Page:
New orders for key U.S.-made capital goods were unexpectedly flat in July amid supply constraints, suggesting a moderation in business spending on equipment at the start of the third quarter after robust growth over the past year.
Still, business investment in equipment remains strong, with the report from the Commerce Department on Wednesday showing shipments of these capital goods accelerating last month. Investment in equipment is expected to help to offset cooling consumer spending and keep the economy on a solid growth path this quarter.
"The underlying details suggest that growth in business equipment investment will slow in the third quarter, but it remains strong by past standards," said Andrew Hunter, an economist at Capital Economics.
"Although we expect weaker consumption growth to drive a sharper slowdown in overall GDP growth, with many firms running up against capacity constraints and interest rates still low, the outlook for investment looks relatively favorable."
Last month's unchanged reading in orders for non-defense capital goods excluding aircraft, a closely watched proxy for business spending plans, followed an upwardly revised 1.0% increase in June. These so-called core capital goods orders were previously reported to have advanced 0.7%.
Economists polled by Reuters had forecast core capital goods orders climbing 0.5%.
Shipments of core capital goods rose 1.0% last month after increasing 0.6% in June. Core capital goods shipments are used to calculate equipment spending in the government's gross domestic product measurement.
U.S. stocks opened lower after a record close for the S&P 500 and the Nasdaq in the previous session. The dollar rose against a basket of currencies. U.S. Treasury prices were higher.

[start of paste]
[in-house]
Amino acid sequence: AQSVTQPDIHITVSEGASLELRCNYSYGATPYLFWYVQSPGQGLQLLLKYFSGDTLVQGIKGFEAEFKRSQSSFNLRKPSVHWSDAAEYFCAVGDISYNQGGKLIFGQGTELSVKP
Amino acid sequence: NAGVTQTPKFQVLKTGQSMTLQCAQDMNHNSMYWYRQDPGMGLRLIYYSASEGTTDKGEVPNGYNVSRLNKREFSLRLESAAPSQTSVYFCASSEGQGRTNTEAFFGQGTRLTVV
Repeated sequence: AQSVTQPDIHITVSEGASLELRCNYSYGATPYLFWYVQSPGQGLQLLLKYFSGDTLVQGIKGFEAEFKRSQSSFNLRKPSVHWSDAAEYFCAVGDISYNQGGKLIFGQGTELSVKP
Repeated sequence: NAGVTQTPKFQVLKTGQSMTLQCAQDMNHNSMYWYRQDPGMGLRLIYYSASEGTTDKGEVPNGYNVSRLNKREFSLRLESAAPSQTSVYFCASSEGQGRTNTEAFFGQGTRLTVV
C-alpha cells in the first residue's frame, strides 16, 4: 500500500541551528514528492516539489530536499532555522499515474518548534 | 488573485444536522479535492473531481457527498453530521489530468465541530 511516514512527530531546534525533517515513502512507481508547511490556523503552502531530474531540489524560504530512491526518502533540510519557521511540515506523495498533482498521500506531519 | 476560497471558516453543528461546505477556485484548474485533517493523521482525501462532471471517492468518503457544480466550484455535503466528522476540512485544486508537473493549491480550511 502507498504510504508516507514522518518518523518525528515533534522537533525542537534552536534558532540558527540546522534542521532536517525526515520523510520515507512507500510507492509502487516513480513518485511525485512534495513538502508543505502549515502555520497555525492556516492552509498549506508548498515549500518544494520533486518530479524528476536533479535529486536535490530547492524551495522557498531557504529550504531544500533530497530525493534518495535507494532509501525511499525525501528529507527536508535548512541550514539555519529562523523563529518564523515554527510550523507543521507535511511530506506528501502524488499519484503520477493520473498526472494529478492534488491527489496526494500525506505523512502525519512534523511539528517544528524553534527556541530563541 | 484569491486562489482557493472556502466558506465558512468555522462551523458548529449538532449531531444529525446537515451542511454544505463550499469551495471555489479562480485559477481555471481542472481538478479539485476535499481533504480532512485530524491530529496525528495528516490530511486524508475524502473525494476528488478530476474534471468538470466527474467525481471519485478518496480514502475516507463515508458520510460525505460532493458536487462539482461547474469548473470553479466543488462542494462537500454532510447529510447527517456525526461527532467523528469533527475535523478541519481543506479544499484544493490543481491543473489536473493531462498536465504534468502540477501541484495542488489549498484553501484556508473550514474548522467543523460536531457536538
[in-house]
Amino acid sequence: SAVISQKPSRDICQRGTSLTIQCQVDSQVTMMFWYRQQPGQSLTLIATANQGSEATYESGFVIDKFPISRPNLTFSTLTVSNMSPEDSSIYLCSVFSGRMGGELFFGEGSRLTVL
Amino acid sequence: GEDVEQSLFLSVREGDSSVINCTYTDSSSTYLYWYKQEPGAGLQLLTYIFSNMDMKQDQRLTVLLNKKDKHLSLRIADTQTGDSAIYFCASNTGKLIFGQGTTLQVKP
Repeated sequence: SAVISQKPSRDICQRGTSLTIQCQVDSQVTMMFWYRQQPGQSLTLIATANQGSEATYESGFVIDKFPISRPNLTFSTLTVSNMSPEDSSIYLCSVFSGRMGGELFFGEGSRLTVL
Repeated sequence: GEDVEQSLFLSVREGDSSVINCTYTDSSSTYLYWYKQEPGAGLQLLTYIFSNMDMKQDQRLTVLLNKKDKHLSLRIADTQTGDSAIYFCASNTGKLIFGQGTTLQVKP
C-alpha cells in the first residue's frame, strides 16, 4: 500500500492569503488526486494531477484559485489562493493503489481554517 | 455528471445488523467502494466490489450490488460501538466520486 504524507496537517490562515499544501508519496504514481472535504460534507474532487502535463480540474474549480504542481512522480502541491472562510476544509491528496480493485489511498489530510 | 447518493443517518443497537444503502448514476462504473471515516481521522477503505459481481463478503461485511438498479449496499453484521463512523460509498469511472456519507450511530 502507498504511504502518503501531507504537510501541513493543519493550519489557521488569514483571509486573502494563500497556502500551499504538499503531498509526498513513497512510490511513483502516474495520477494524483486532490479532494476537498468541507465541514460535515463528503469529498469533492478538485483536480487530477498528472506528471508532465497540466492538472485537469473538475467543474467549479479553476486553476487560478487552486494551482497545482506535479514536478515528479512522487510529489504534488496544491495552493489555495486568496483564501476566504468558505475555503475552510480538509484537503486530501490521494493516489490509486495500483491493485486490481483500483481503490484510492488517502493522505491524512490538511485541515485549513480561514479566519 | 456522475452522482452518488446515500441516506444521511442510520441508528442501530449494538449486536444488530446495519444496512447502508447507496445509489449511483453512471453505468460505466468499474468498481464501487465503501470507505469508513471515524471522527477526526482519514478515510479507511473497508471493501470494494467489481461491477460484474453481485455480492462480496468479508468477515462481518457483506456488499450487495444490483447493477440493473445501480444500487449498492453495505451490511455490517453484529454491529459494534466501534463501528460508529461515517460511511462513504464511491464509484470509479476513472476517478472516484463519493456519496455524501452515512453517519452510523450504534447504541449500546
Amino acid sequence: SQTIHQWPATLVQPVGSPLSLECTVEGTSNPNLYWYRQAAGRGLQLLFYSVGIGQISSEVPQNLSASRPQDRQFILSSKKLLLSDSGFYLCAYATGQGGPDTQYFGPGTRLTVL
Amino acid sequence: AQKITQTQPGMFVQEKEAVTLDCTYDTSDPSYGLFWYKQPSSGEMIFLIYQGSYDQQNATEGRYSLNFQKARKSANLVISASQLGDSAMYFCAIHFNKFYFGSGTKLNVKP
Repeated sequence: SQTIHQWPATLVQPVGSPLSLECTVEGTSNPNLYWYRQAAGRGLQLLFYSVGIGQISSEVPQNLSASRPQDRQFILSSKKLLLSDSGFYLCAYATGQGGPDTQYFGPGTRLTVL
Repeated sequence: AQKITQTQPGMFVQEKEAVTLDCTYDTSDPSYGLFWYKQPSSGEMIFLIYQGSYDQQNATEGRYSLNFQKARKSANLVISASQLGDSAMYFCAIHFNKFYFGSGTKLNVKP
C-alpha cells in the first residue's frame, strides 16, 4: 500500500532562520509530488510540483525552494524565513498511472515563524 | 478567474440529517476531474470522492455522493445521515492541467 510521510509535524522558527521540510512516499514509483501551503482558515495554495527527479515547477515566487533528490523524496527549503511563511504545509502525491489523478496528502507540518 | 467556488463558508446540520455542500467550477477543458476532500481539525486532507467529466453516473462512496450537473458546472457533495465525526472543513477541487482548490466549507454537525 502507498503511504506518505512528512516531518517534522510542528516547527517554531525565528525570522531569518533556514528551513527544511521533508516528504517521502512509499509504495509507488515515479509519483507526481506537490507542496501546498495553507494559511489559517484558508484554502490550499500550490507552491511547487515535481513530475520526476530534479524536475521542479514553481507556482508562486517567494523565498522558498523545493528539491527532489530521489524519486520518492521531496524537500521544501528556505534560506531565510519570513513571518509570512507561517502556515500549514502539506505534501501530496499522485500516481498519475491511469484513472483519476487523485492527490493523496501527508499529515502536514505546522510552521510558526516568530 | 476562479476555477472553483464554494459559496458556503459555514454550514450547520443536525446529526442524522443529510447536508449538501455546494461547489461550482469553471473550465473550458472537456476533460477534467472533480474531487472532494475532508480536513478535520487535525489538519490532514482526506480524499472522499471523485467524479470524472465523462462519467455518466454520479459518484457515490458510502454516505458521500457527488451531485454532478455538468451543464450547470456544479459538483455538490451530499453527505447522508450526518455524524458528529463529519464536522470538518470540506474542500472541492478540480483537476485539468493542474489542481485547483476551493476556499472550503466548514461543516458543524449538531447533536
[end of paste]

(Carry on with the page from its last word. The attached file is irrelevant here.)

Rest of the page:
Business spending on equipment notched four straight quarters of double-digit growth, helping to power the economy's recovery from a short and sharp COVID-19 pandemic recession, driven by strong demand for goods, thanks to record-low interest rates and massive fiscal stimulus.
July's slowdown in core capital goods orders likely reflects supply chain bottlenecks. There were decreases in orders for computers and electronic products. An ongoing global semiconductor shortage has hampered production of these goods.
Orders for electrical equipment, appliances and components also fell. But orders for primary metals, machinery and fabricated metal products increased.
The resilience is welcome amid signs that consumer spending is cooling as the Delta variant of the coronavirus causes a resurgence in new infections across the country.
Retail sales fell in July in part because of motor vehicle shortages. Credit card data suggests spending on services like airfares, cruises as well as hotels and motels has been slowing.
Economists at Goldman Sachs last week cut their third-quarter GDP growth estimate to a 5.5% annualized rate from a 9% pace. Bank of America Securities slashed its GDP growth estimate for this quarter to a 4.5% pace from a 7.0% rate. The economy grew at a 6.5% rate in the second quarter, pulling the level of GDP above its peak in the fourth quarter of 2019.
Orders for durable goods, items ranging from toasters to aircraft that are meant to last three years or more, dipped 0.1% in July after rising 0.8% in June. They were pulled down by a 2.2% decline in orders for transportation equipment, which followed a 1.4% increase in June.
Orders for civilian aircraft tumbled 48.9%. Boeing reported on its website that it had received 31 aircraft orders last month compared to 219 in June. Orders for motor vehicles and parts rose 5.8% in July after climbing 1.8% in June.
Motor vehicle production continues to be restrained by the global chip shortage. (Reporting by Lucia Mutikani; Editing by Chizu Nomiyama and Andrea Ricci)
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